good and i hope it is the start of a trend! governments are taking this spying business to ridiculous levels now where absolutely nothing is as important as spying on ordinary citizens just so the info can be passed on to the entertainment industries because this is exactly why it’s being done! people seem to ignore what has happened during the last 20 years and the steps those industries have not only taken but how successful they have been, mostly because judges are as thick as fuck over the subjects (exactly why there have been only certain ones selected to sit on cases involving those industries!) of copyright and downloading/prosecution of citizens for that. every government is fully aware that the laws they are bringing in are useless as far as preventing terrorism but are the dogs danglies for catching out unsuspecting fathers and making them ripe for law suits!!

The Flemish One says:

Who's behind this?

First the sharp rightward swing in the political landscape of many western-type democracies.

Now all of this surveillance crap. Not just what Snowden revealed, but Canada’s Bill C-51, this thing in France, and the article implies there are several more like it in western Europe now.

Are we to believe that all of these countries are suddenly and simultaneously going surveillance-happy independently of each other, and that the timing coincidence is due to sheer chance?

There must be some shadowy international organization behind this, which is pushing for these anti-freedom and anti-privacy changes throughout the world, probably by flooding the electoral processes with dark money to buy elections and put their own figureheads in high offices around the world.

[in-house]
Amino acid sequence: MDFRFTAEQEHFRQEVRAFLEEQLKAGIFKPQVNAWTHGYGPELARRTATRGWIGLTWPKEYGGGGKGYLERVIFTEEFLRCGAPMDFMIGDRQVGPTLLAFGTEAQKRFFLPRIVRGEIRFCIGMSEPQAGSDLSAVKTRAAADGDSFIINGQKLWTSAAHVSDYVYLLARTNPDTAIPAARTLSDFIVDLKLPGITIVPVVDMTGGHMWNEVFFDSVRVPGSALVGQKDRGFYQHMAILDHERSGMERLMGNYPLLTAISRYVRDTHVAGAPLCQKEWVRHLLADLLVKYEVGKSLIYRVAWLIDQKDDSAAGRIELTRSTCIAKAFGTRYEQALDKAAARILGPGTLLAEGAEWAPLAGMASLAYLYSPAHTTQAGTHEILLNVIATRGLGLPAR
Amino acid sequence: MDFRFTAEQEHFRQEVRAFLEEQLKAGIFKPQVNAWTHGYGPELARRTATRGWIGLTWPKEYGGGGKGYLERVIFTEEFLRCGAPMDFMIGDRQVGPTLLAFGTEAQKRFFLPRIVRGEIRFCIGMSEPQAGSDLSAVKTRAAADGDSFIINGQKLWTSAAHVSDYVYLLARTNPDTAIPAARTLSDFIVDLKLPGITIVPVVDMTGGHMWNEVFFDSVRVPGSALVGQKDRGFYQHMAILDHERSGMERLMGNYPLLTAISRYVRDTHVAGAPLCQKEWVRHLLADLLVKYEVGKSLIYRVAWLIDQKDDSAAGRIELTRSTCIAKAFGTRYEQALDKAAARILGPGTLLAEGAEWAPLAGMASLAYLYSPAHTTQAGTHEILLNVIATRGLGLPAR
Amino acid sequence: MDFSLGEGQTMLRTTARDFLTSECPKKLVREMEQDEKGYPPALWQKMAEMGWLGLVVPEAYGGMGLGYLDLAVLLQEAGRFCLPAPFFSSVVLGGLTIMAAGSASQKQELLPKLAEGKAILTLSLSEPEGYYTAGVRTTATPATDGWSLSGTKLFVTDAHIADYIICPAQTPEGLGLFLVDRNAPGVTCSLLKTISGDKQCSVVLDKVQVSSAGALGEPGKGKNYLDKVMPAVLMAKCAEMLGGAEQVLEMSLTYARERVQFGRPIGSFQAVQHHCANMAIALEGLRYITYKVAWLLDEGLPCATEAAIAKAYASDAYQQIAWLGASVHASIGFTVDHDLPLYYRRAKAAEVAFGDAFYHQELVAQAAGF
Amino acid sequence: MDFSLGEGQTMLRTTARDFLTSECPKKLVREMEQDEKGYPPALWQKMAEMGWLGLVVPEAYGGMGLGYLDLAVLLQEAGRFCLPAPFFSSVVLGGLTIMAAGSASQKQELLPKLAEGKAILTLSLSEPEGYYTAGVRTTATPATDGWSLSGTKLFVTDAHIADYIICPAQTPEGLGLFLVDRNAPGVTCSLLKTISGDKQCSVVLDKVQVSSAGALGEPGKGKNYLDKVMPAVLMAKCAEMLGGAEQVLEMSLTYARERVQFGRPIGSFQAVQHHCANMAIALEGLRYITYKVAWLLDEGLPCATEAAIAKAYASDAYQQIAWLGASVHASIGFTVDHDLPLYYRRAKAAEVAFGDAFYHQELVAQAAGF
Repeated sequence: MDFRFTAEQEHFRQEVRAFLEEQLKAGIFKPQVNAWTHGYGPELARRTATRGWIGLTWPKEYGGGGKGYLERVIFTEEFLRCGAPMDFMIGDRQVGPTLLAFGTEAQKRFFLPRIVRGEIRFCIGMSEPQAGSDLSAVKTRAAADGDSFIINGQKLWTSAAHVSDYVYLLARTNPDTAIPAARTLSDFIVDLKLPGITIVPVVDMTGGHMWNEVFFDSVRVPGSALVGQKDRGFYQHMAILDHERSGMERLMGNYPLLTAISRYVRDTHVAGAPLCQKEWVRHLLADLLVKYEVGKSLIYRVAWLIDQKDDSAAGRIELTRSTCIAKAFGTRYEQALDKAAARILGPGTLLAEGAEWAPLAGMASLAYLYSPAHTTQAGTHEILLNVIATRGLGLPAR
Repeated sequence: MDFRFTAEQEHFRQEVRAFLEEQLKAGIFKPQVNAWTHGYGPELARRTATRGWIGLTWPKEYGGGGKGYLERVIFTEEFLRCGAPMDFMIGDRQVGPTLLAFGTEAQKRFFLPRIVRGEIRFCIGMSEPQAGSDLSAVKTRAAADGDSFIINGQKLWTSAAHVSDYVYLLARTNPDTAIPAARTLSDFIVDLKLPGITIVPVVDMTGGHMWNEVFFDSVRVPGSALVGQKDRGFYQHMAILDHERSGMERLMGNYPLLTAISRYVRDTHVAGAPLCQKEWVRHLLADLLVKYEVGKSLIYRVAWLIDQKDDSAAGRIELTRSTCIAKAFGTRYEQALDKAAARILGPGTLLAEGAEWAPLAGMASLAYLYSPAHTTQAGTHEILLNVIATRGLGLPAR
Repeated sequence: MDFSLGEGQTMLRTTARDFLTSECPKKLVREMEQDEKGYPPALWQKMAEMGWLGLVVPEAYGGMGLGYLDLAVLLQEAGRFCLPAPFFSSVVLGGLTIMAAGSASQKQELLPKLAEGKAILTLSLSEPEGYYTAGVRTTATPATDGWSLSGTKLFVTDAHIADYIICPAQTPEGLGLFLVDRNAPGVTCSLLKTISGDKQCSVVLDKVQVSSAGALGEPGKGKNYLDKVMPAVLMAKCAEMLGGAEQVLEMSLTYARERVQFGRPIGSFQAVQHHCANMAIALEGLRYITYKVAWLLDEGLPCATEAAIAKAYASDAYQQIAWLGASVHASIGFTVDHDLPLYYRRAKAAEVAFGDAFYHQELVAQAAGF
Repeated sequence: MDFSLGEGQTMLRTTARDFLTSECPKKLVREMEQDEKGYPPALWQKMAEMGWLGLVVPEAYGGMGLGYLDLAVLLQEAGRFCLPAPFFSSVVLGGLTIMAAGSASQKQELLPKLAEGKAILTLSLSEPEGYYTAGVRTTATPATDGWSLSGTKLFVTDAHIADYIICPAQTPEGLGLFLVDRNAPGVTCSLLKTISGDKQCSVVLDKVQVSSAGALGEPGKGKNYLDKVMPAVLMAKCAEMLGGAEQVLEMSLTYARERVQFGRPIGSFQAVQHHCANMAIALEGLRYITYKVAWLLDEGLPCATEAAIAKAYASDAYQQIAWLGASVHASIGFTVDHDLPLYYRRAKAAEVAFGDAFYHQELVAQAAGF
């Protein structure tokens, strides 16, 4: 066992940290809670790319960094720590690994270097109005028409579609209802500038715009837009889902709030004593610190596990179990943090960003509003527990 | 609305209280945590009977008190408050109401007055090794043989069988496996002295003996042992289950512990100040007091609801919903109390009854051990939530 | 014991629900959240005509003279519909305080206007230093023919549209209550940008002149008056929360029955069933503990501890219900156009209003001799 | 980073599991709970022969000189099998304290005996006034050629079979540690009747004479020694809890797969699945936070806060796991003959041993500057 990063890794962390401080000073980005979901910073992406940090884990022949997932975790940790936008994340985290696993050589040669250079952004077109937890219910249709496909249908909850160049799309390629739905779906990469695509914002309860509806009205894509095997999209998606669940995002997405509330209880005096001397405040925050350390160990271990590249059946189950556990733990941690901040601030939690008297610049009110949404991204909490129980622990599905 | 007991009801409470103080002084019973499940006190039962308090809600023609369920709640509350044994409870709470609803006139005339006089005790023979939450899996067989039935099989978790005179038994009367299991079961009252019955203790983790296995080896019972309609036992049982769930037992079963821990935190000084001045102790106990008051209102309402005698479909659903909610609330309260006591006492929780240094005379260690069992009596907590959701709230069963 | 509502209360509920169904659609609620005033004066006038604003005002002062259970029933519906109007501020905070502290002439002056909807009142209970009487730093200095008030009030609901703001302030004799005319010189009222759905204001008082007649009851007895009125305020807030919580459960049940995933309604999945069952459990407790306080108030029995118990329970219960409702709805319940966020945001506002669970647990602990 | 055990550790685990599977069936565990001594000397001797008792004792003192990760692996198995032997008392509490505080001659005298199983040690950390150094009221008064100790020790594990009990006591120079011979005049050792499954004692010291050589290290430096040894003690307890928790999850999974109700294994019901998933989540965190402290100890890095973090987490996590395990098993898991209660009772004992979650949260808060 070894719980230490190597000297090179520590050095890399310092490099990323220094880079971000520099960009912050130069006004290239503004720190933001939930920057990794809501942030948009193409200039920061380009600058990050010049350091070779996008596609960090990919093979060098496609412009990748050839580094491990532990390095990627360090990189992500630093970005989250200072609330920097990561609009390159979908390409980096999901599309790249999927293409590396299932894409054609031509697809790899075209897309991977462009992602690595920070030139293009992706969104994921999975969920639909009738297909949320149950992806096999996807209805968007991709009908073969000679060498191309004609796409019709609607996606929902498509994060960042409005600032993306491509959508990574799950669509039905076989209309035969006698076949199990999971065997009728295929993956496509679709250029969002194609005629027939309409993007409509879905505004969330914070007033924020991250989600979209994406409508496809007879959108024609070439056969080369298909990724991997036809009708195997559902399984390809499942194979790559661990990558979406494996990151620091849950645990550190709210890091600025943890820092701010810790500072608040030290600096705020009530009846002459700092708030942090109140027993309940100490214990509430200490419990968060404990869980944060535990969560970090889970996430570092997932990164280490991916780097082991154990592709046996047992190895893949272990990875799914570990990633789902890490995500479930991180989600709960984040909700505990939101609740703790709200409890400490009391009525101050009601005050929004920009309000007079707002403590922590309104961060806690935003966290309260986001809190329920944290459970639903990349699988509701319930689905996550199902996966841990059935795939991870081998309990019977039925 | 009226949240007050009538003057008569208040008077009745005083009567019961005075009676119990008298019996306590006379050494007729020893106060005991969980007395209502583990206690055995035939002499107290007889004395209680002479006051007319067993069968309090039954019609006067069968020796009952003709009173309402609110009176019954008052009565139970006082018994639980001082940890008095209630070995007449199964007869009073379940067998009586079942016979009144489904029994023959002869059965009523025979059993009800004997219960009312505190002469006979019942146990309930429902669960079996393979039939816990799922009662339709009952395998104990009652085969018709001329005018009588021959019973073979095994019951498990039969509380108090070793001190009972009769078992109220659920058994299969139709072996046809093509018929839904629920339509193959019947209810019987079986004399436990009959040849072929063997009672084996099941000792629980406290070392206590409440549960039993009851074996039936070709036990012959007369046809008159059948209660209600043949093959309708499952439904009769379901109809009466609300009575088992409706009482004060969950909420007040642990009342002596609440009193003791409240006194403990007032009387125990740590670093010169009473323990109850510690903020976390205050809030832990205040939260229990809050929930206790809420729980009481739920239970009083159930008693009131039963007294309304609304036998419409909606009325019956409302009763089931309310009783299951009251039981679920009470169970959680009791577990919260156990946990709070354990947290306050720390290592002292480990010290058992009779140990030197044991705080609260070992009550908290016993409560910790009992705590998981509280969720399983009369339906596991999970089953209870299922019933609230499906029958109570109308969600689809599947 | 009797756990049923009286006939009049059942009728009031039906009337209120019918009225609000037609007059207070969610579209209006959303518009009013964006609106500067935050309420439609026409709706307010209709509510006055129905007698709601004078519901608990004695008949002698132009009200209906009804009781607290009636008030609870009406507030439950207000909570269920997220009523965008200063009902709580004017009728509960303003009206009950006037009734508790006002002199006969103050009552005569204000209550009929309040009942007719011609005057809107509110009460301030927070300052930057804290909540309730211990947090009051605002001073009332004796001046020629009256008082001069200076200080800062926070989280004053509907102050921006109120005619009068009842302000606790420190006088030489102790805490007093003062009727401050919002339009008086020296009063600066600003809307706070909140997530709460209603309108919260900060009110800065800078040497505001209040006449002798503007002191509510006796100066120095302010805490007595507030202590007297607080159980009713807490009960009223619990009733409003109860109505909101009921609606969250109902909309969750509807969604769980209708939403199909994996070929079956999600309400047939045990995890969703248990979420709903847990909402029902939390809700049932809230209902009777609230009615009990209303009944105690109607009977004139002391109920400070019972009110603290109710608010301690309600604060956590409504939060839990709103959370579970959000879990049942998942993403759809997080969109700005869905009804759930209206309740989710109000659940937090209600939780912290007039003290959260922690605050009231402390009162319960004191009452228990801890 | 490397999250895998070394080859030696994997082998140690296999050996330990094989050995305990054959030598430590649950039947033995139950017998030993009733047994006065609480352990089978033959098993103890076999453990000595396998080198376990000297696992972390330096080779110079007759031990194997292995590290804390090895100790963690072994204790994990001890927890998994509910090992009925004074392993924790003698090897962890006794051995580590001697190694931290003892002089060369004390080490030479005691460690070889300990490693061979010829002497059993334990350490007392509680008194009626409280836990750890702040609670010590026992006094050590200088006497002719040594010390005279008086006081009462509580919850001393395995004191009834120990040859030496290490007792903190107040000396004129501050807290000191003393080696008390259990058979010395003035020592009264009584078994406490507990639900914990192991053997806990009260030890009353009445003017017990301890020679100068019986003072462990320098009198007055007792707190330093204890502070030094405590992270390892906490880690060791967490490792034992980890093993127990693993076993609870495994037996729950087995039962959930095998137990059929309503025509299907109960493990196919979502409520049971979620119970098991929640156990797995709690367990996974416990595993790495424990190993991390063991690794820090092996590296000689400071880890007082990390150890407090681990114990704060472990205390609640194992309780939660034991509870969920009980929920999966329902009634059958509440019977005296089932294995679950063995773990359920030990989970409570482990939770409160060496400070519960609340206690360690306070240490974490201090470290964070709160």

Perhaps that Bilderberg group?

Clearly fighting these bad laws in one place at a time is a losing battle. Time to directly address the root of the problem: identify the conspirators ultimately backing all of this garbage, slap the cuffs on them, and try them for treason in their various nations … or perhaps try them at the Hague as war criminals, especially if they can be linked to any violent acts. But I think that buying elections and then undermining the freedoms specified in the UN Declaration of Human Rights really ought to suffice to face war crimes trials, even if they never fired a shot.

John Fenderson (profile) says:

Re: Who's behind this?

It might be even simpler than some conspiratorial group. It might be that every government has an inherent desire to implement total surveillance, but fulfilling their dreams hasn’t been possible until recently for two reasons. First, the technology now exists to make ubiquitous surveillance economically possible, and second, the US decided to go for it, giving political cover and a kind of permission to the rest of the world to do the same.

Pragmatic says:

Re: Re: Who's behind this?

While I generally agree with you on principle, John, I can’t help noticing the revolving door between government employees, politicians, and military-surveillance-security-industrial complex corporations.

Follow the money. Where do these corporations have contracts with the governments of the countries involved?

There’s your answer.